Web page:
Customers impacted by shutoffs and services paid for but not rendered
LANSING, Mich. — State Sen. Patrick Colbeck, R-Canton, voiced concerns Monday that DTE’s proposed settlement in the state’s legal case against the utility is insufficient to deter future bad behavior.
Case U-20084 deals with a variety of utility customer complaints against DTE including illegal service shutoffs and billing customers for opting out of smart meters without actually turning off the smart meters.
“DTE has a virtual, government-enabled monopoly on electrical service to our residents in Southeast Michigan,” said Sen. Colbeck. “State government has a responsibility to ensure that consumers are protected against fraudulent customer services. In a monopoly, consumers have no other choice.
“DTE’s proposed fine of $840,000 is simply not enough money to be a real deterrent against this type of behavior. It is even unclear at this time how the fine has actually been calculated.”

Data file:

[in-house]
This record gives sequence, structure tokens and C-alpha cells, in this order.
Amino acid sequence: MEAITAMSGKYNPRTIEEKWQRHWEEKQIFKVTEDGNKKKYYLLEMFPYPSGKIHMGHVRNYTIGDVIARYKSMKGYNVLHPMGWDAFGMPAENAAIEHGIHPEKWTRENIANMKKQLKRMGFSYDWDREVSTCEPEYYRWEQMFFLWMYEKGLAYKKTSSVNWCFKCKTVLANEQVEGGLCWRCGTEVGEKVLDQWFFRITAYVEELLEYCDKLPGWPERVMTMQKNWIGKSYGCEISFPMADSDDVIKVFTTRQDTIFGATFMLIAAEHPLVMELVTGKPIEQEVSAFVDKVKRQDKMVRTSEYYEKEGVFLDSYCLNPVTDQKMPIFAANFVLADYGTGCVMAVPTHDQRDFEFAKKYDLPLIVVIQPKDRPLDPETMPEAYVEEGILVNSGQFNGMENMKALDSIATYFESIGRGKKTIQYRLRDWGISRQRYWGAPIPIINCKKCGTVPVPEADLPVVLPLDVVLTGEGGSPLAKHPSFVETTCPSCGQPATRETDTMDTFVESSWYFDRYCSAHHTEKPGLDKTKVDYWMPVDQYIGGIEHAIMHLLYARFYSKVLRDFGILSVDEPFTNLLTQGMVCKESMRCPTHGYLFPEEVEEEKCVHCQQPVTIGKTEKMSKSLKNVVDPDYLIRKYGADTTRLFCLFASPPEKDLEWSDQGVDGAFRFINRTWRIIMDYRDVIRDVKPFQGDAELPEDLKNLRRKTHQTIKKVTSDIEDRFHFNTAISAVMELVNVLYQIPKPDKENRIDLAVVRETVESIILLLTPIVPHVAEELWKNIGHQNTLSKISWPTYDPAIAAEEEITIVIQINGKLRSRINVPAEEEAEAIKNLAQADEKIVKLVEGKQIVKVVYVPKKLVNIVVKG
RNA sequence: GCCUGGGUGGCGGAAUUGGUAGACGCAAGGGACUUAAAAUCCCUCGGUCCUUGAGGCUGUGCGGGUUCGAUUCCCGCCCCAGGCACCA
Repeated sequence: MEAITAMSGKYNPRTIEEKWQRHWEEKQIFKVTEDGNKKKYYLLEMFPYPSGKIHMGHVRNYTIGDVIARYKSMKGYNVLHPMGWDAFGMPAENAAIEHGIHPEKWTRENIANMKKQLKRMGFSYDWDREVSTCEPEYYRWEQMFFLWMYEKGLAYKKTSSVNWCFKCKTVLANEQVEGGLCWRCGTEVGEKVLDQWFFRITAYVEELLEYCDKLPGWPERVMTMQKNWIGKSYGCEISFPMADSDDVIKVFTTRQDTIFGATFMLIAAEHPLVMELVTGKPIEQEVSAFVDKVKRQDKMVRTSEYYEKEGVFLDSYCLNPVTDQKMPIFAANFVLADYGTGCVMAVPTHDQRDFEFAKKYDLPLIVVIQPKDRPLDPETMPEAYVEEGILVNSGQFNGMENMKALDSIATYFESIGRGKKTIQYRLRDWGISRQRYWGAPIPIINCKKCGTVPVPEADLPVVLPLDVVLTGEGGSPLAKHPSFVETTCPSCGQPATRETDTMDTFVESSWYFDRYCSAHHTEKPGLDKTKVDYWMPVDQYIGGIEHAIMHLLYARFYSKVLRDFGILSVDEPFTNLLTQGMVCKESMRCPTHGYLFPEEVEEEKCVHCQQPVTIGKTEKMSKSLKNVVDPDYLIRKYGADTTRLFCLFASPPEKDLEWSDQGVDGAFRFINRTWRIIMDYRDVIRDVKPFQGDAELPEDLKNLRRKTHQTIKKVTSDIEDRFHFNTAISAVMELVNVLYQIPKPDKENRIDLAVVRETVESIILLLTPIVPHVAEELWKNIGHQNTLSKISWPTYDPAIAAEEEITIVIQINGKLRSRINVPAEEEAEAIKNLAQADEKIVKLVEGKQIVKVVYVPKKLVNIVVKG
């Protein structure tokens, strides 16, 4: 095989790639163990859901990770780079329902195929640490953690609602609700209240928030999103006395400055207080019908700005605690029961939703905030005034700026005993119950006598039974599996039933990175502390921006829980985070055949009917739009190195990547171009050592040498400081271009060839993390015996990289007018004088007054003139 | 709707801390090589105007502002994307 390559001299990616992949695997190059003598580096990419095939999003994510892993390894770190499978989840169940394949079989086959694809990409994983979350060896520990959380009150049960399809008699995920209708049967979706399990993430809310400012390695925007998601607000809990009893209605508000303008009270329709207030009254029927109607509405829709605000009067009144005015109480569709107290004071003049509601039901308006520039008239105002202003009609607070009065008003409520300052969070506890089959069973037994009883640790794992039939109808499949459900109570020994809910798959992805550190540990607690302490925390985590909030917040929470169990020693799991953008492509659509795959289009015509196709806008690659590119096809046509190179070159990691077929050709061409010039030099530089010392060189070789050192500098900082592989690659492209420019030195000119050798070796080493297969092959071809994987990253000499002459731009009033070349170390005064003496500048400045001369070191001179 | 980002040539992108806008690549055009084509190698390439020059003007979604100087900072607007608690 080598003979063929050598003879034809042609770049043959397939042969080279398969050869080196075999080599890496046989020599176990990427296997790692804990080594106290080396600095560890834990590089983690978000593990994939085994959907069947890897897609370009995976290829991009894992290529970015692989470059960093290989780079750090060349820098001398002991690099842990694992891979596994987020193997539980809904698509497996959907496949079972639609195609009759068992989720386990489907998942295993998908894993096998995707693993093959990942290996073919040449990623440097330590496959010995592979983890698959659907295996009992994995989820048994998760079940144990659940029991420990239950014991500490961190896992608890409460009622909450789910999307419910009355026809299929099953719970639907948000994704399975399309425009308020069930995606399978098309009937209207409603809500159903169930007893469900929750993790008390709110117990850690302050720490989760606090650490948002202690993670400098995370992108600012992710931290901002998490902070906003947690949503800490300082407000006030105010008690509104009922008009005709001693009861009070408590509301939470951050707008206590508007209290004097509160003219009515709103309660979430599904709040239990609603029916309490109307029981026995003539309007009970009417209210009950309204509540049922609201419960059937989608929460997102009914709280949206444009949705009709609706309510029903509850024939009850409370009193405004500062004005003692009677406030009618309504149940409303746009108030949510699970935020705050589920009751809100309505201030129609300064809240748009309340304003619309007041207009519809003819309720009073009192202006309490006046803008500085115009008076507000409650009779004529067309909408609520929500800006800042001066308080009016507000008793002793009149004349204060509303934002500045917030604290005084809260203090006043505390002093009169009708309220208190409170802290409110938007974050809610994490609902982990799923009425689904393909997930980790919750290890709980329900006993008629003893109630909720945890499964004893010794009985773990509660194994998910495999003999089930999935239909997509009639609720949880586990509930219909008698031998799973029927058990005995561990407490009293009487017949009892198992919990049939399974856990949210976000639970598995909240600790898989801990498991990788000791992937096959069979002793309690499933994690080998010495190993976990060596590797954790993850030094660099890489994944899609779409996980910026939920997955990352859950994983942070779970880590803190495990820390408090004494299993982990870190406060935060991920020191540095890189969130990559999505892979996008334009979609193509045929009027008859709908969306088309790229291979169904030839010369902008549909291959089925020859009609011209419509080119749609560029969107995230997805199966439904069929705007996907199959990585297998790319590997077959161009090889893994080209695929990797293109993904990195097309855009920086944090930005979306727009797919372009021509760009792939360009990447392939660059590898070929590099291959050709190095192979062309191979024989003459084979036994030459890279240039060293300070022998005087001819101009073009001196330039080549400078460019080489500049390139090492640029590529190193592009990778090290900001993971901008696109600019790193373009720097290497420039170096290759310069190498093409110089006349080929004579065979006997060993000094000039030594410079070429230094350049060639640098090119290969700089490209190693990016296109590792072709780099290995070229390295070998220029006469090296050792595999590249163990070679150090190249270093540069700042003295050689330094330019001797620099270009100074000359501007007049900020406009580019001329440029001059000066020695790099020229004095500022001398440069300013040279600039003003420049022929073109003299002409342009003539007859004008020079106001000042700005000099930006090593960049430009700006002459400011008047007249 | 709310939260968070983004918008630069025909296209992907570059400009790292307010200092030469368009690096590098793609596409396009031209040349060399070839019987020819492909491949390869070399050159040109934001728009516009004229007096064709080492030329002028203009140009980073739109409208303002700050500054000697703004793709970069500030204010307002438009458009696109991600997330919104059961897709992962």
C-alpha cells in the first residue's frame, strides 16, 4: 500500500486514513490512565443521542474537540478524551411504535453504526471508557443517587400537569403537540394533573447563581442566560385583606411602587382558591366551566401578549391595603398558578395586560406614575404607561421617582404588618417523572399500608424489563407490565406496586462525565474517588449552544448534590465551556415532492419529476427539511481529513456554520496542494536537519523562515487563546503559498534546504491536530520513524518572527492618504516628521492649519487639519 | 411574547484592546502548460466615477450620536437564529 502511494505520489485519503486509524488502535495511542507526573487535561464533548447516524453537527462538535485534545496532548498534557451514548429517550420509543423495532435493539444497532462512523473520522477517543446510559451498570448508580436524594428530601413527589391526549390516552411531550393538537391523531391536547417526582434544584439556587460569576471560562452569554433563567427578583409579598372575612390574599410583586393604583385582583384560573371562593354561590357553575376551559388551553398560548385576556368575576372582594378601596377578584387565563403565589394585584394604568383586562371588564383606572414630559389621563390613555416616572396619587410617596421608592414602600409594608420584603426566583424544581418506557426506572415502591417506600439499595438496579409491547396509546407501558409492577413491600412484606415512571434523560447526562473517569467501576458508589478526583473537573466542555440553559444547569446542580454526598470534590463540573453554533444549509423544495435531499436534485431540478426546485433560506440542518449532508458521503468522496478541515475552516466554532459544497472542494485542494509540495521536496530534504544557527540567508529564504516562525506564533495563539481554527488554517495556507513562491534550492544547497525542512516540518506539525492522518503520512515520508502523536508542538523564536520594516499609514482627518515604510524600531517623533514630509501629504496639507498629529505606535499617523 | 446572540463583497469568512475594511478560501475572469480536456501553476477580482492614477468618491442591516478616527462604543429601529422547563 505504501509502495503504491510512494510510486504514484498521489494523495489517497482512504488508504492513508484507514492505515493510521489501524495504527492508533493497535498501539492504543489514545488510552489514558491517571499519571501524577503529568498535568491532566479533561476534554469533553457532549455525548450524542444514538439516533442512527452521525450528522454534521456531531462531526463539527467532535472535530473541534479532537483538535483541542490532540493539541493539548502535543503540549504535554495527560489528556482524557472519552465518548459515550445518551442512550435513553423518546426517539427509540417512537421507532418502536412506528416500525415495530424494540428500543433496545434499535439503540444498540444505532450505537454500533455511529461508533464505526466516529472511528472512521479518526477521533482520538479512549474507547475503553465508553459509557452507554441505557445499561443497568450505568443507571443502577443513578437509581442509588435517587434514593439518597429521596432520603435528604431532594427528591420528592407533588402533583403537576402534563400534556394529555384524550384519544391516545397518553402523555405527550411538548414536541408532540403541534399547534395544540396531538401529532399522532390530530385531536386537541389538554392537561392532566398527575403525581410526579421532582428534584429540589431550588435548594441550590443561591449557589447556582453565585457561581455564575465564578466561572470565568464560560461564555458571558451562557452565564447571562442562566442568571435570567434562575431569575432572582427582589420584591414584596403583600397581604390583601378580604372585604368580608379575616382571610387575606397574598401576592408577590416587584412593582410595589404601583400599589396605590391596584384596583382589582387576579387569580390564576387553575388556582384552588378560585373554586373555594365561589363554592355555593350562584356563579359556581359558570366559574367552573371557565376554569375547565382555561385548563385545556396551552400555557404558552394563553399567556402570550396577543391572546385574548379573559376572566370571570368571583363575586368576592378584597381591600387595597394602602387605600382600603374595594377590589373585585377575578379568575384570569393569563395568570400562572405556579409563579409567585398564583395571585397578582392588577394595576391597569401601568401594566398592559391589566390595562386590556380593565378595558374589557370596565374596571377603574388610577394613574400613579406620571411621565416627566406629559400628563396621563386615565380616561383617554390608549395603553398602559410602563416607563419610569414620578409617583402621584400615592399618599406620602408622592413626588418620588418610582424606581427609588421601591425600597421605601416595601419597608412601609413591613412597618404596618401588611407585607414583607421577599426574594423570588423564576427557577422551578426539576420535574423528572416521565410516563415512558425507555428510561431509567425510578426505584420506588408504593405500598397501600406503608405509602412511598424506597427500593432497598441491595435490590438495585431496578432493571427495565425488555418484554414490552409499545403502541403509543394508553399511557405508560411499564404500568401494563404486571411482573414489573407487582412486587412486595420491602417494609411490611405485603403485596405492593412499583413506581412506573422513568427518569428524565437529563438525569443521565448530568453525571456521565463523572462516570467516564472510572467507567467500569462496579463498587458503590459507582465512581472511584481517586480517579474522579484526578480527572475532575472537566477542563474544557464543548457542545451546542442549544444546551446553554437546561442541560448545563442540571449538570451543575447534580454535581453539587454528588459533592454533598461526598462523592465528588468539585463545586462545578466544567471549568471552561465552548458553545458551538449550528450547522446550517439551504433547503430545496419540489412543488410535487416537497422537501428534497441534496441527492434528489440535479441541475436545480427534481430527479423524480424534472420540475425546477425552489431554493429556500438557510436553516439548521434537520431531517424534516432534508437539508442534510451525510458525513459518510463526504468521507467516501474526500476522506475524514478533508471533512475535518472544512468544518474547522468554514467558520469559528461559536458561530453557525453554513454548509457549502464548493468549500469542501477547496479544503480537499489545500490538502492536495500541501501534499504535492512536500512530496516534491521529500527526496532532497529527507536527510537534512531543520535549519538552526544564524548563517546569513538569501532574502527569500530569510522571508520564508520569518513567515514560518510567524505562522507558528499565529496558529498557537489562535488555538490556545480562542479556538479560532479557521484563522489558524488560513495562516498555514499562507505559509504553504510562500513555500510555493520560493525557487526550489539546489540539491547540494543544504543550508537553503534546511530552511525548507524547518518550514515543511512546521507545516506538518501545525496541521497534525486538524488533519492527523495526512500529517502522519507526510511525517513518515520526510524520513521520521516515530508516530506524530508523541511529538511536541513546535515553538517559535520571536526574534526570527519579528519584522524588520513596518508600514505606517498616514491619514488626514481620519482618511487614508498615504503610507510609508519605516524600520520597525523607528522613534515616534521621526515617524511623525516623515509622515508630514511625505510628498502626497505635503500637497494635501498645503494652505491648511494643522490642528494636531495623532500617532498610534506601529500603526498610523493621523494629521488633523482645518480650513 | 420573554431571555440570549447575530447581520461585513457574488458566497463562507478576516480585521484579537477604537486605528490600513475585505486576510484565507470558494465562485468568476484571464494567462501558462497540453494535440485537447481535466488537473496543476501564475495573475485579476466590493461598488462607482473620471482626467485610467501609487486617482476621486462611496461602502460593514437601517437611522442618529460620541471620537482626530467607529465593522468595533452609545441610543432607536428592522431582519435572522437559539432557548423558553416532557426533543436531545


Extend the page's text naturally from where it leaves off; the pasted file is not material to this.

Senate Bill 1124, sponsored by Sen. Colbeck, would increase the amount that Michigan’s monopoly utilities can be fined, from a maximum ratepayer rules-violation fine amount of $1,000 per affected customer to $10,000 per affected customer.
“It has now been proven that customers who were forced to pay extra to opt out of transmitting smart meters were not being provided with the service they were supposed to be receiving,” said Sen. Colbeck. “The change to new meters that DTE is now proposing is something that the MPSC should be requiring of DTE regardless of this settlement. It is long overdue.
“Customers concerned about the use of smart meters have sacrificed countless personal hours to make their case. For a long time, both DTE and the MPSC refused to accept there was a problem. Customers should be allowed to keep their analog meters if that is their preference. As I most recently stated in a letter to the commission, the state needs to go back and reassess the benefits and the risks of the entire smart meter program.”
Sen. Colbeck said he also has serious concerns about the one-year timeframe to swap out the meters. He said it stands in stark contrast to the rapid rollout of poorly designed smart meters, as their rapid rollout was incentivized by ill-conceived provisions of Michigan law that enable DTE to earn a generous return on investment for such technology deployments.
Smart meters will be among the topics at a Dec. 4 forum hosted by Sen. Colbeck in Lansing featuring national and international experts discussing the benefits and risks of such technology.